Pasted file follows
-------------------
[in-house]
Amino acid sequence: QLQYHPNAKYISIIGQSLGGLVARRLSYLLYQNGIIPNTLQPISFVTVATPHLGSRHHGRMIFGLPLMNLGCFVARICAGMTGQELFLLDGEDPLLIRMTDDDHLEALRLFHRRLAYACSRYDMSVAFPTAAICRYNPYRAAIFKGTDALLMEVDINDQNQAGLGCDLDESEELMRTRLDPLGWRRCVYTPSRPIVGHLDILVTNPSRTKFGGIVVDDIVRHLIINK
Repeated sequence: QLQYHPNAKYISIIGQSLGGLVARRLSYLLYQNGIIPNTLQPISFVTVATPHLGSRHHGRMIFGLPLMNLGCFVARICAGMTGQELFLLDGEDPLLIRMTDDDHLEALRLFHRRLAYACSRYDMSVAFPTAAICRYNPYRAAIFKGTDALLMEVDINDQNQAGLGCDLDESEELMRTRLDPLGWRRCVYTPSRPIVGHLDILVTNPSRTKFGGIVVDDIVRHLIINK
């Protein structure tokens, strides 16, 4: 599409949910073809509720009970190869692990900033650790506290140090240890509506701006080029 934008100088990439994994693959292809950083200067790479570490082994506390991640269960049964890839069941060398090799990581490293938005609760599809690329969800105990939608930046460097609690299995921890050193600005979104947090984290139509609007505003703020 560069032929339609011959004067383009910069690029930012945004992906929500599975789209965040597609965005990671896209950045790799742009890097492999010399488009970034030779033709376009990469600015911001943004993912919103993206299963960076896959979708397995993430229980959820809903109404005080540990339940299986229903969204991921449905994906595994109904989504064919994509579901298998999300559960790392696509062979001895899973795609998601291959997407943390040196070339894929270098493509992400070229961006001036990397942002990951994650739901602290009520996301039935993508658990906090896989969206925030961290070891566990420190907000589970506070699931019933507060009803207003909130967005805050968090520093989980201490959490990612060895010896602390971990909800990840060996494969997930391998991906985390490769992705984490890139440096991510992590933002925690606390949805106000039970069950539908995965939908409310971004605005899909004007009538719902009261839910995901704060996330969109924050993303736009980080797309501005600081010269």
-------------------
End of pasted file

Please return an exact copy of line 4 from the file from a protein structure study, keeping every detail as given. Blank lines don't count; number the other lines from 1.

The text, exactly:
């Protein structure tokens, strides 16, 4: 599409949910073809509720009970190869692990900033650790506290140090240890509506701006080029 934008100088990439994994693959292809950083200067790479570490082994506390991640269960049964890839069941060398090799990581490293938005609760599809690329969800105990939608930046460097609690299995921890050193600005979104947090984290139509609007505003703020 560069032929339609011959004067383009910069690029930012945004992906929500599975789209965040597609965005990671896209950045790799742009890097492999010399488009970034030779033709376009990469600015911001943004993912919103993206299963960076896959979708397995993430229980959820809903109404005080540990339940299986229903969204991921449905994906595994109904989504064919994509579901298998999300559960790392696509062979001895899973795609998601291959997407943390040196070339894929270098493509992400070229961006001036990397942002990951994650739901602290009520996301039935993508658990906090896989969206925030961290070891566990420190907000589970506070699931019933507060009803207003909130967005805050968090520093989980201490959490990612060895010896602390971990909800990840060996494969997930391998991906985390490769992705984490890139440096991510992590933002925690606390949805106000039970069950539908995965939908409310971004605005899909004007009538719902009261839910995901704060996330969109924050993303736009980080797309501005600081010269």